18For I consider that the sufferings of this present time are not worthy to be compared with the glory that is to be revealed to us.
18For I reckon that the sufferings of this present time are not worthy to be compared with the glory which shall be revealed in us.
How should Christians react to suffering? This is a difficult question, but it is also an important question. All who live in this world suffer from the effects of sin and death. Even Jesus Himself suffered while He was on earth. In this sermon on Romans 8:18 titled “Reactions to Suffering,” Dr. Martyn Lloyd-Jones warns against the wrong reactions to suffering in life. Whether one is angry at God or doubts His goodness, the Christian is prone to lose their trust in the face of suffering. But the Bible tells that suffering is never purposeless, nor is suffering the ultimate fate of those who trust in Christ. The greatest hope is not in worldly social reform or in political campaigns, but it is in the reality that Christ has died for His people and is making all things new. Rather than looking to themselves in times of suffering, the Christian must look to Christ who has died in their place so that they might be redeemed from sin and its curse. This hope is only possible for those who believe in the gospel.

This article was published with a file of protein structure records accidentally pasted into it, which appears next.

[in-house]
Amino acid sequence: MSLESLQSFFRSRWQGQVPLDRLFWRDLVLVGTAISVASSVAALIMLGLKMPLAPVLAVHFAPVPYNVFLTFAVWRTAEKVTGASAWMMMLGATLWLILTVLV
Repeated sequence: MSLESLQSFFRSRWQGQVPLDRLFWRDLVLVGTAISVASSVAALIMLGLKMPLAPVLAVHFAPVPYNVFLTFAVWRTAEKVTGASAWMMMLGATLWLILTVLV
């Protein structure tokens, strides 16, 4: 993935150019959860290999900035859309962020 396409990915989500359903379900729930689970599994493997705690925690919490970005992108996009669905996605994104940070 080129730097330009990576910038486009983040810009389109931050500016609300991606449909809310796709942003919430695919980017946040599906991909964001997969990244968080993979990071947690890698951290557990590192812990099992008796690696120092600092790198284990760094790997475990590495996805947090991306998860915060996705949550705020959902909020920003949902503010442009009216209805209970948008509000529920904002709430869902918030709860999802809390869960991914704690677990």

Dr. Martyn Lloyd-Jones
Dr. Martyn Lloyd-Jones (1899-1981) was a Welsh evangelical minister who preached and taught in the Reformed tradition. His principal ministry was at Westminster Chapel, in central London, from 1939-1968, where he delivered multi-year expositions on books of the bible such as Romans, Ephesians and the Gospel of John. In addition to the MLJ Trust’s collection of 1,600 of these sermons in audio format, most of these great sermon series are available in book form (including a 14 volume collection of the Romans sermons), as are other series such as "Spiritual Depression", "Studies in the Sermon on the Mount" and "Great Biblical Doctrines". He is considered by many evangelical leaders today to be an authority on biblical truth and the sufficiency of Scripture.